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Government Documents: Frequently Asked Weather Questions

information and resource guides from Government Documents Department

Where can I find information on tornadoes that have occured in Tulsa County?

Using the National Weather Service Southern Region Headquarters web site, you can view information on tornadoes have occured in Tulsa County between the years 1875 - 2010.

What is the average number of tornadoes that strike Oklahoma each year?

Between the years 1953 - 2004, an average of 57 struck Oklahoma each year.

What is the difference between the warning siren for flood and tornado in Tulsa?

The Tulsa Area Management Agency's emergency operations center controls 75 sirens to warn people about tornadoes, flash flood and attacks during war. All are three minutes long. A tornado warning is a steady, high pitched tone; flash flood is an alternating high-low signal; the attack is an unbroken, wavering signal.

What measurement is used to indicate the severity of a tornado?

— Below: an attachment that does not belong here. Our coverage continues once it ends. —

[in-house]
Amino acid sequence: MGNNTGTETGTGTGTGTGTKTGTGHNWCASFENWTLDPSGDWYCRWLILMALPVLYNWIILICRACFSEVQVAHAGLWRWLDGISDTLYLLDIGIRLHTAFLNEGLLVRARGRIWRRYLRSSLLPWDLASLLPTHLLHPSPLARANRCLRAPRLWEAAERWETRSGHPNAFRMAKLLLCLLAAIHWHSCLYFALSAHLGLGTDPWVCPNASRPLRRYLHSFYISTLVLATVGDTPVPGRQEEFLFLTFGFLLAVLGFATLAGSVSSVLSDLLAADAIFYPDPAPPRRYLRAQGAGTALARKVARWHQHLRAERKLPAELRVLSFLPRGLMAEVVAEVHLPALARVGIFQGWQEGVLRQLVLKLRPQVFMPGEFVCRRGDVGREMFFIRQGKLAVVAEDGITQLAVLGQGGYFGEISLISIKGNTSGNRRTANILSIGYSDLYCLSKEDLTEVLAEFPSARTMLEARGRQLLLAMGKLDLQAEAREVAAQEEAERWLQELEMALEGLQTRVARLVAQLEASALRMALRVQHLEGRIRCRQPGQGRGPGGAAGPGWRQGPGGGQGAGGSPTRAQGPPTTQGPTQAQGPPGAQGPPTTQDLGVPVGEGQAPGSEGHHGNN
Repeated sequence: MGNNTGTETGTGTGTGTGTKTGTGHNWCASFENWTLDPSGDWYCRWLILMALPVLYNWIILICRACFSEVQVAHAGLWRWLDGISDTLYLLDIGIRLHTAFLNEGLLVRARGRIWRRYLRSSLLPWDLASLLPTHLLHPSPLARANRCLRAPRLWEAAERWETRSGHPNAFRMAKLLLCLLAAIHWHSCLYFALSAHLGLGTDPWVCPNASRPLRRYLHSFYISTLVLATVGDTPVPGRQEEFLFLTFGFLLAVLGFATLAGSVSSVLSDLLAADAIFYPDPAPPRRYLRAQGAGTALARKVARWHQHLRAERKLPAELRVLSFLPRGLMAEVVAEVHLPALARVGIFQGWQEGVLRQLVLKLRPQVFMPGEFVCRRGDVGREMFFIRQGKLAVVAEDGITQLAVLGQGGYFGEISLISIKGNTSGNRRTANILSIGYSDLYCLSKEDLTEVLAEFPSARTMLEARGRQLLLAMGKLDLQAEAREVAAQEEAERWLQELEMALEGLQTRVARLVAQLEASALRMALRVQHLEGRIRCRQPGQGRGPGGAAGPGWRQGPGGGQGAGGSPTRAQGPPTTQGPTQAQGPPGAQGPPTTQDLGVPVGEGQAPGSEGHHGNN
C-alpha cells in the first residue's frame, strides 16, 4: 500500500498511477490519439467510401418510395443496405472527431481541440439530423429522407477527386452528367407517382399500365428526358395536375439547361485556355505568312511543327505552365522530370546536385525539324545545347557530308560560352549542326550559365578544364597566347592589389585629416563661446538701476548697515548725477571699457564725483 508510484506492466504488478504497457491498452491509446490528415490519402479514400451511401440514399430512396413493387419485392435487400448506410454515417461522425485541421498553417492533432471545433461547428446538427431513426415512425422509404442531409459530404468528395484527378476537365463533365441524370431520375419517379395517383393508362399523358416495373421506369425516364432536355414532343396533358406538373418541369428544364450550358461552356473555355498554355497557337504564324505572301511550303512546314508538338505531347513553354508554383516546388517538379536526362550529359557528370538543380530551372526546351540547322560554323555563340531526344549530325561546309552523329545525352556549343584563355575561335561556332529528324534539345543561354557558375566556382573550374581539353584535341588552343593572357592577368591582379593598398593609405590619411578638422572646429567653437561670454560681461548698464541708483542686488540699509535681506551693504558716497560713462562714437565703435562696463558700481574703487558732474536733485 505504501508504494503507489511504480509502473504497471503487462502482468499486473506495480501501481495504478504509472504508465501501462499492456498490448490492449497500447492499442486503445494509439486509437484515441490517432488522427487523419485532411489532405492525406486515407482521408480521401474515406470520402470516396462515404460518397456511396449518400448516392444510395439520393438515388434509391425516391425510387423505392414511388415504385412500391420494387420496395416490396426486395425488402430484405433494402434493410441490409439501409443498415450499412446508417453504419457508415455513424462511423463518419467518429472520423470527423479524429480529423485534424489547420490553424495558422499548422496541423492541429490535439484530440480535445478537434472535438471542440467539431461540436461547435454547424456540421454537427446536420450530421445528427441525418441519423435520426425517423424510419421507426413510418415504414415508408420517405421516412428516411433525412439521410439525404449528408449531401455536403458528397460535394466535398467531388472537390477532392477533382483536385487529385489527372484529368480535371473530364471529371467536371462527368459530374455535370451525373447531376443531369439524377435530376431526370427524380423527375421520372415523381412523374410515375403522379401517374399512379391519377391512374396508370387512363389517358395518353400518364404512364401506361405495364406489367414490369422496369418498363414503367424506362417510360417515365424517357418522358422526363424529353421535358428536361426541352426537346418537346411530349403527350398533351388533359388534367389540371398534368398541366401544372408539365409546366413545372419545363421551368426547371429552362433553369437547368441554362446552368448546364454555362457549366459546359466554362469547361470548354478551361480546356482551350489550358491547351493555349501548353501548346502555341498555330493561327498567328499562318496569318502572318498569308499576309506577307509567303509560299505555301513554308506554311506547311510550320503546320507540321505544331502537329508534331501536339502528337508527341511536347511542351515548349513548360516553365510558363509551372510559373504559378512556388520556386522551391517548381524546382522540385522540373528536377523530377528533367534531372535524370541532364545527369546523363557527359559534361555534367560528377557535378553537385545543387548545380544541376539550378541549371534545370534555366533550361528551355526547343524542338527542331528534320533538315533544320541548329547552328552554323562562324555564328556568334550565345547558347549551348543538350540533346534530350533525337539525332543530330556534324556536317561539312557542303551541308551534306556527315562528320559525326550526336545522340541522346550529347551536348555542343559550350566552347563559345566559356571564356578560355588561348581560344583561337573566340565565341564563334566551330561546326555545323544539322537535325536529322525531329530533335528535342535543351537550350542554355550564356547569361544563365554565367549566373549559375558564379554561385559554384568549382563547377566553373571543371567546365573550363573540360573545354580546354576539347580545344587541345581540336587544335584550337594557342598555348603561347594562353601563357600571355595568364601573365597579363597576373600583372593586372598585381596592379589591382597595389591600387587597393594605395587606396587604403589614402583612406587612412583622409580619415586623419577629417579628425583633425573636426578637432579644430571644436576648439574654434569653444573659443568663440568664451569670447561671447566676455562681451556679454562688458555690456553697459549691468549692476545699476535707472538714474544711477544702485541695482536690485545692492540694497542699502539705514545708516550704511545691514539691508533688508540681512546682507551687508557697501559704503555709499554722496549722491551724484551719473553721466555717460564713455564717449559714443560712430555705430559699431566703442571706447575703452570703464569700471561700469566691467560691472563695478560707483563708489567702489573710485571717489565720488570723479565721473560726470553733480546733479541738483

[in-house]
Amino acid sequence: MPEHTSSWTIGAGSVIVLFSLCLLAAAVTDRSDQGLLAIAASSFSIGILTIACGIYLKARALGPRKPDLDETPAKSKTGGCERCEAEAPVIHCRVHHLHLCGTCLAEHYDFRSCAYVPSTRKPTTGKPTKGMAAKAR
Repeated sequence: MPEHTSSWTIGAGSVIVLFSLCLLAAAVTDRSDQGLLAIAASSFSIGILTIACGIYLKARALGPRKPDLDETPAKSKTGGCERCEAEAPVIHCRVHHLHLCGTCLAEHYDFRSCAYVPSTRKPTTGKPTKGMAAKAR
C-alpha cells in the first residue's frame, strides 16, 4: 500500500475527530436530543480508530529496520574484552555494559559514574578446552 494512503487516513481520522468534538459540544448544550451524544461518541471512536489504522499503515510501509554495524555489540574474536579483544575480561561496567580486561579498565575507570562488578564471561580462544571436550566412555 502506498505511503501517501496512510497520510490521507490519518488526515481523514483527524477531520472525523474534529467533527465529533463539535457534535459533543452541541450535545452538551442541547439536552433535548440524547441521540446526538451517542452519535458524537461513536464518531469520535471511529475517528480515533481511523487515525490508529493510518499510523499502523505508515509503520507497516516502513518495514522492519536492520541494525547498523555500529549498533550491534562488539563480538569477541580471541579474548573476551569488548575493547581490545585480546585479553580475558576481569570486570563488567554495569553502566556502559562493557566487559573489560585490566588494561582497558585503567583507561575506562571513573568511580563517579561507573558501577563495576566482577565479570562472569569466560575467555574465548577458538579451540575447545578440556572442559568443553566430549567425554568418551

The Fujita, or F-Scale, was developed in 1971 by T. Theodore Fujita of the University of Chicago. The original scale was updated in 2007. The updated scale, known as the Enhanced F-Scale, is set of wind-speed estimates - not measurements - based on damage surveys. Its estimates at the point of damage are based on a judgement of eight levels of damage indicators.

The Enhanced F-Scale:

  • EF Number 0, 65-85 mph
  • EF Number 1, 86-110 mph
  • EF Number 2, 111-135 mph
  • EF Number 3, 136-165 mph
  • EF Number 4, 166-200 mph
  • EF Number 5, Over 200 mph

The original F-Scale:

  • F-0 (Gale tornado) 40-72 mph
  • F-1 (Moderate tornado) 73-112 mph
  • F-2 (Significant tornado) 113-157
  • F-3 (Severe tornado) 158-206 mph
  • F-4 (Devastating tornado) 207-260 mph
  • F-5 (Incredible tornado) 261-318 mph
  • F-6 (Inconceivable tornado) 319 - 379 mph